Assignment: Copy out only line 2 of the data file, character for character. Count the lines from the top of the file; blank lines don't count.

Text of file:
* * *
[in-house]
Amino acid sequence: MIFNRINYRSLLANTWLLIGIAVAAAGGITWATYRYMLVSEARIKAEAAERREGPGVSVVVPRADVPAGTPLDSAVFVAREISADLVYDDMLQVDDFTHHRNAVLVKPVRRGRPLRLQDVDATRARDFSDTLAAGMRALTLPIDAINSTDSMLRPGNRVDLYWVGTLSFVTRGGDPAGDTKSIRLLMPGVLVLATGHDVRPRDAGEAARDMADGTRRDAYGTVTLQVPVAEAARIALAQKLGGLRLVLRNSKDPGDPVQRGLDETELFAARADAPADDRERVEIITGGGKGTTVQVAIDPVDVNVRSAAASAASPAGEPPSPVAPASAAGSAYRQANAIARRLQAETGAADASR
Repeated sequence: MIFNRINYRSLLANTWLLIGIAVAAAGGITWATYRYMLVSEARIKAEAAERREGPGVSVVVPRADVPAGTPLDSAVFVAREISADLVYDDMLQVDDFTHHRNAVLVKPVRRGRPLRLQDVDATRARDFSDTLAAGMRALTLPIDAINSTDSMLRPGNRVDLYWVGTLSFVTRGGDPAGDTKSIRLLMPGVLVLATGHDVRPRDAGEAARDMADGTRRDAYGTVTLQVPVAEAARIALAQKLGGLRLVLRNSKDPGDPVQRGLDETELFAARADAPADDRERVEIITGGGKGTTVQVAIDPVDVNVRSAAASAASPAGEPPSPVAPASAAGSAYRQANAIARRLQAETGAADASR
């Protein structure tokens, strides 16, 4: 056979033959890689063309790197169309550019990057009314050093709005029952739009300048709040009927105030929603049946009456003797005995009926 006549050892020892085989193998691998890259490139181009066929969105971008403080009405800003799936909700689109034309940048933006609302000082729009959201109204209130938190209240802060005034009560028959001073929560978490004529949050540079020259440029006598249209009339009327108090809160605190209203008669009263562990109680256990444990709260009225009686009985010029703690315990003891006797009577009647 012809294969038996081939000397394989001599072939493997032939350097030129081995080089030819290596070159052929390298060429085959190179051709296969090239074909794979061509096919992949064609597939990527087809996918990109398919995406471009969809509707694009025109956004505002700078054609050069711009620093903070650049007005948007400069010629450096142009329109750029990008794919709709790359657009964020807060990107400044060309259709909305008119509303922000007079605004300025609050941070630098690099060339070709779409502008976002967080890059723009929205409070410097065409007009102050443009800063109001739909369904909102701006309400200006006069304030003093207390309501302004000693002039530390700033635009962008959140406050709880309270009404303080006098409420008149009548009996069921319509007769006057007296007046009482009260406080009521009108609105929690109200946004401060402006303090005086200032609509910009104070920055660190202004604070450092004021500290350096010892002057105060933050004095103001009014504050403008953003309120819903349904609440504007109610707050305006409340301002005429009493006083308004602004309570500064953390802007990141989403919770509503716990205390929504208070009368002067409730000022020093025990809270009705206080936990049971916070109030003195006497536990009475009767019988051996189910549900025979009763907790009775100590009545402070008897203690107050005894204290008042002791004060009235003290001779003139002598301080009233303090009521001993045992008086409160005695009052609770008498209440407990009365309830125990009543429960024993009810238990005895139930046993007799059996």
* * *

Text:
Amino acid sequence: MIFNRINYRSLLANTWLLIGIAVAAAGGITWATYRYMLVSEARIKAEAAERREGPGVSVVVPRADVPAGTPLDSAVFVAREISADLVYDDMLQVDDFTHHRNAVLVKPVRRGRPLRLQDVDATRARDFSDTLAAGMRALTLPIDAINSTDSMLRPGNRVDLYWVGTLSFVTRGGDPAGDTKSIRLLMPGVLVLATGHDVRPRDAGEAARDMADGTRRDAYGTVTLQVPVAEAARIALAQKLGGLRLVLRNSKDPGDPVQRGLDETELFAARADAPADDRERVEIITGGGKGTTVQVAIDPVDVNVRSAAASAASPAGEPPSPVAPASAAGSAYRQANAIARRLQAETGAADASR